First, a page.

This Normal Life: Smoking at an Israeli wedding

The author asks, ‘Is smoking and dancing a thing?’

A woman smokes a cigarette while dancing at the Shuka bar in Jerusalem. (photo credit: LAURA KELLY)
A woman smokes a cigarette while dancing at the Shuka bar in Jerusalem.
(photo credit: LAURA KELLY)
Is this a thing: Smoking on the dance floor at a wedding? My wife and I attended the nuptials of a friend’s son a few weeks ago.
It was a lavish affair, with an endless appetizer bar and a DJ crew that could compete with the best Tel Aviv clubs. But as the hundreds of young people grooved to a beat that was just a bit more melodically challenged than my hip but middle-aged sensitivities could relate to, I was overwhelmed by the cigarettes.
It wasn’t everyone, but it was a lot. At times, it seemed every third dancer was waving around a lit stick of tobacco.
Maybe I just don’t hang out in the cool parts of town, but I thought smoking was declining in Israel. Certainly in my circles, there’s almost no smoking at all. My friends by and large don’t smoke, there’s no smoking in offices or on buses anymore, even malls have gotten cleaned up in recent years.
The most recent statistics show smoking is definitely going down. A Health Ministry study from 2012 found that 17.7 percent of adult Israelis smoke, compared with 20.6% the year before – a 14% drop.
(Another study puts the figure slightly higher, but the number of smokers is still heading south.) This is due in part to higher taxes, stricter enforcement and a smaller number of places where smoking is allowed.
It is now illegal to smoke in all commercial entities in Israel; this includes bathrooms, office buildings, gyms, cafés, restaurants, discos, pubs and bars. Owners of public places must display “No smoking” signs and prevent visitors from smoking.
I didn’t see any “No smoking” signs at all at the Kedma Event Hall in Neveh Ilan where the wedding was held, and had an inspector popped in (the fine for owners of public places is NIS 5,000, and for the smokers themselves it’s NIS 1,000), he would no doubt have been met by a near-riot in trying to enforce the law.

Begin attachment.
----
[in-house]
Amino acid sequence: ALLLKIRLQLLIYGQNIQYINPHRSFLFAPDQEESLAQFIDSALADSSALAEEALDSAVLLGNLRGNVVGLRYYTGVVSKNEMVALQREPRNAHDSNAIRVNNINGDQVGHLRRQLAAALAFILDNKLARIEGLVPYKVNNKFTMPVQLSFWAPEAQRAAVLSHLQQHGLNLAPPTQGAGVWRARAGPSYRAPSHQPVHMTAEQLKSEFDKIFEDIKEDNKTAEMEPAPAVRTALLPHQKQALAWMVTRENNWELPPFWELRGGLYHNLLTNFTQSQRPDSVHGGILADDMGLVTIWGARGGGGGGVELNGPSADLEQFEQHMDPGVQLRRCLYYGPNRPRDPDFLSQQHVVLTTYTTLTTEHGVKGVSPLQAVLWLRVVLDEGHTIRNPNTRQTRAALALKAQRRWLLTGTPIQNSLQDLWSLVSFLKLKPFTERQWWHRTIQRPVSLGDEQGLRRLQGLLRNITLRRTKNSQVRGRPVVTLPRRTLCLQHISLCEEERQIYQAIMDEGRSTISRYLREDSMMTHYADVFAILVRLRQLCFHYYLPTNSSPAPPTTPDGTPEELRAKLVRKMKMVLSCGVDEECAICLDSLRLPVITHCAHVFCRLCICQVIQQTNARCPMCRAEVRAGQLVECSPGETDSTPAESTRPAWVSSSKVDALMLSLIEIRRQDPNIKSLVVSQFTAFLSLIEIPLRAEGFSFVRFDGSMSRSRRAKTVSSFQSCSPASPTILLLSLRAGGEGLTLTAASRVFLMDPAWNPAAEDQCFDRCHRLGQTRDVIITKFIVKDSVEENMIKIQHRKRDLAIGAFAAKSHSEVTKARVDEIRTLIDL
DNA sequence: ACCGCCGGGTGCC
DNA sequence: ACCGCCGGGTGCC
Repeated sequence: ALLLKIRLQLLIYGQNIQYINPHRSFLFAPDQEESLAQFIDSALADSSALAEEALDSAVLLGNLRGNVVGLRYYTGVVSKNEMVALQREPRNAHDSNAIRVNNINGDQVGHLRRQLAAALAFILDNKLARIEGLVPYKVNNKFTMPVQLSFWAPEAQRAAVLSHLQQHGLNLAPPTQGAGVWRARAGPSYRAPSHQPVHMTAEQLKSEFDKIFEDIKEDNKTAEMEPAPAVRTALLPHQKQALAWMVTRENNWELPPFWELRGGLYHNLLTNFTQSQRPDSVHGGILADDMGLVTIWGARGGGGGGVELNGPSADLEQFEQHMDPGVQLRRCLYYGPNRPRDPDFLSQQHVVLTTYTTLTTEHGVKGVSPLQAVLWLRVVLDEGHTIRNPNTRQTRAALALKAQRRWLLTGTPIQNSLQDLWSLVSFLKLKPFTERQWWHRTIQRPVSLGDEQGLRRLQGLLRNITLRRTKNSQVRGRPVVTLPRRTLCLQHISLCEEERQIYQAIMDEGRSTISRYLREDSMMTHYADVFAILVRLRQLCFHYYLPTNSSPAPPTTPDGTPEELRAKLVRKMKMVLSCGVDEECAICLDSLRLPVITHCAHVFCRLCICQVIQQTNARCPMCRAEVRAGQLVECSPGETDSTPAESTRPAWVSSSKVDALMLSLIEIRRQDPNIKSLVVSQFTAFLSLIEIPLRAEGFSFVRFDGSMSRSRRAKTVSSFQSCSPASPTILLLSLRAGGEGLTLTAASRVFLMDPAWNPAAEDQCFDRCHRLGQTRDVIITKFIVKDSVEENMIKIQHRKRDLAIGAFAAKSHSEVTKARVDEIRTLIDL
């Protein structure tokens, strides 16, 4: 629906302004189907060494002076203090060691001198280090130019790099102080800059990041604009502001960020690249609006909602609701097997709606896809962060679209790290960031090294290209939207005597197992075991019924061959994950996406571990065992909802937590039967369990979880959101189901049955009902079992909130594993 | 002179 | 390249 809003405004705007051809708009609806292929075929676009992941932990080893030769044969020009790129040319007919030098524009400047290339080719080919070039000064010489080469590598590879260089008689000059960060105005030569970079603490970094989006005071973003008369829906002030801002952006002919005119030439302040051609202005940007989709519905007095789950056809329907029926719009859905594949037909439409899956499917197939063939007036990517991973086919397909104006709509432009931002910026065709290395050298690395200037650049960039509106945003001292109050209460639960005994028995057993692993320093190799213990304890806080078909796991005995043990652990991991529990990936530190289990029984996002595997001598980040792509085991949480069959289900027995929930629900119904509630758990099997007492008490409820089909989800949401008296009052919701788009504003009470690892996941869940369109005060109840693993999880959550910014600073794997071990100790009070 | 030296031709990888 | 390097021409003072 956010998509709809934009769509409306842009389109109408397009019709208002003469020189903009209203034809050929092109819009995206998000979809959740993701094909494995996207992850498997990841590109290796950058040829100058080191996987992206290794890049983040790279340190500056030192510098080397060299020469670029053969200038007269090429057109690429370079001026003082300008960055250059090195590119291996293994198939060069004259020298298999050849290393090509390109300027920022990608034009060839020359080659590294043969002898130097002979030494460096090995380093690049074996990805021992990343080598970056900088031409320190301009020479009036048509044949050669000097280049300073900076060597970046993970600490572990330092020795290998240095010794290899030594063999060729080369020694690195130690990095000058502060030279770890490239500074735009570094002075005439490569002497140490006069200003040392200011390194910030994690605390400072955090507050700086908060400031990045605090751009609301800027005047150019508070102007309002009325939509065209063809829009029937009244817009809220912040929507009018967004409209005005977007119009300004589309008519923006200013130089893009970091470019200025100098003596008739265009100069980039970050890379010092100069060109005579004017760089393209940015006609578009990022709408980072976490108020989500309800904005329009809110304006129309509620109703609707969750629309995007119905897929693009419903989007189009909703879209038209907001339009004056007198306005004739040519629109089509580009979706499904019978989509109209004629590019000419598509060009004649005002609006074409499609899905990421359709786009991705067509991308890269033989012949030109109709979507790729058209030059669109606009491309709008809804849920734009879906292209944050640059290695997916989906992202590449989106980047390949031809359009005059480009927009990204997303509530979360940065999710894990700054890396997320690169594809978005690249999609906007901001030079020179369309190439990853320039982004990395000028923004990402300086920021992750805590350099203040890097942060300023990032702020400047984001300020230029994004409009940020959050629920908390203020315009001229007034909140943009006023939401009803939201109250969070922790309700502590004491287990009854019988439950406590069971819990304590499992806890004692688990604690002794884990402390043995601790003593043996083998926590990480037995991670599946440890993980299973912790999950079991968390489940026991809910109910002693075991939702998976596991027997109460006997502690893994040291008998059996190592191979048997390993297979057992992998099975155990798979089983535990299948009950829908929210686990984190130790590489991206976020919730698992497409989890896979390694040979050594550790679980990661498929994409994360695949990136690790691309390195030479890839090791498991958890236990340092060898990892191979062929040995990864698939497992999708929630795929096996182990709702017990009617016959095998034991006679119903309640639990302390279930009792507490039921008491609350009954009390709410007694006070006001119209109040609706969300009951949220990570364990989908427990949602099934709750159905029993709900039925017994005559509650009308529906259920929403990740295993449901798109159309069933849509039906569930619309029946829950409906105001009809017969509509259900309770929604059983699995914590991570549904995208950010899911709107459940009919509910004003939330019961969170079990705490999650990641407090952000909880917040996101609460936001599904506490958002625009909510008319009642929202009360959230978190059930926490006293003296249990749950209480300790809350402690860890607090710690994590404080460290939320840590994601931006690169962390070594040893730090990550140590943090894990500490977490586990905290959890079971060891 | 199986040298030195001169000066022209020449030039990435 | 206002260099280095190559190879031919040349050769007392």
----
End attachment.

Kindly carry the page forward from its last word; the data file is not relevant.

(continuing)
It got so bad at one point that I had to step out of the hall entirely where, given the frigid temperatures that night, no smokers dared to tread, rendering the air clear from tobacco residue.
When I first got to Israel 21 years ago, I was more sanguine. After all, this was the Middle East, not America – where no-smoking laws have now gone so far as to make cigarettes off-limits even at the beach (try telling that to a toned Israeli toting a matkot paddle). But back in 1984, who was I to judge a nervous people in a region far more dangerous than where I grew up, letting off a little steam with a puff here and there? Well, actually it was more than a little bit here and there. When I arrived in the country, Israel had only recently enacted a ban on smoking on Egged public transportation, but it was not yet strictly enforced.
I remember being astounded that people were smoking on buses. That had been banned years before in the US, at least in California where I grew up. (Israel today has prohibited smoking even at outdoor bus and railway stops.) One of my least pleasant Israeli executive encounters was when I was called into the office of the chairman of the board of the hi-tech company where I was working in 2002. The chairman needed me to do some copywriting for him; he smoked cigarette after cigarette in his private office the entire time we sat together. I probably should have said something but, you know, he was the chairman of what was then one of Israel’s most successful hi-tech companies, worth millions, and I was lucky to be driving a Mazda 3 company car.
He got his comeuppance in 2006, when he was charged with multiple counts of fraud pertaining to US stock trading irregularities. He fled for another country, one without an extradition treaty – and where, I suspect, they have less of a smoking ban. He’s still there.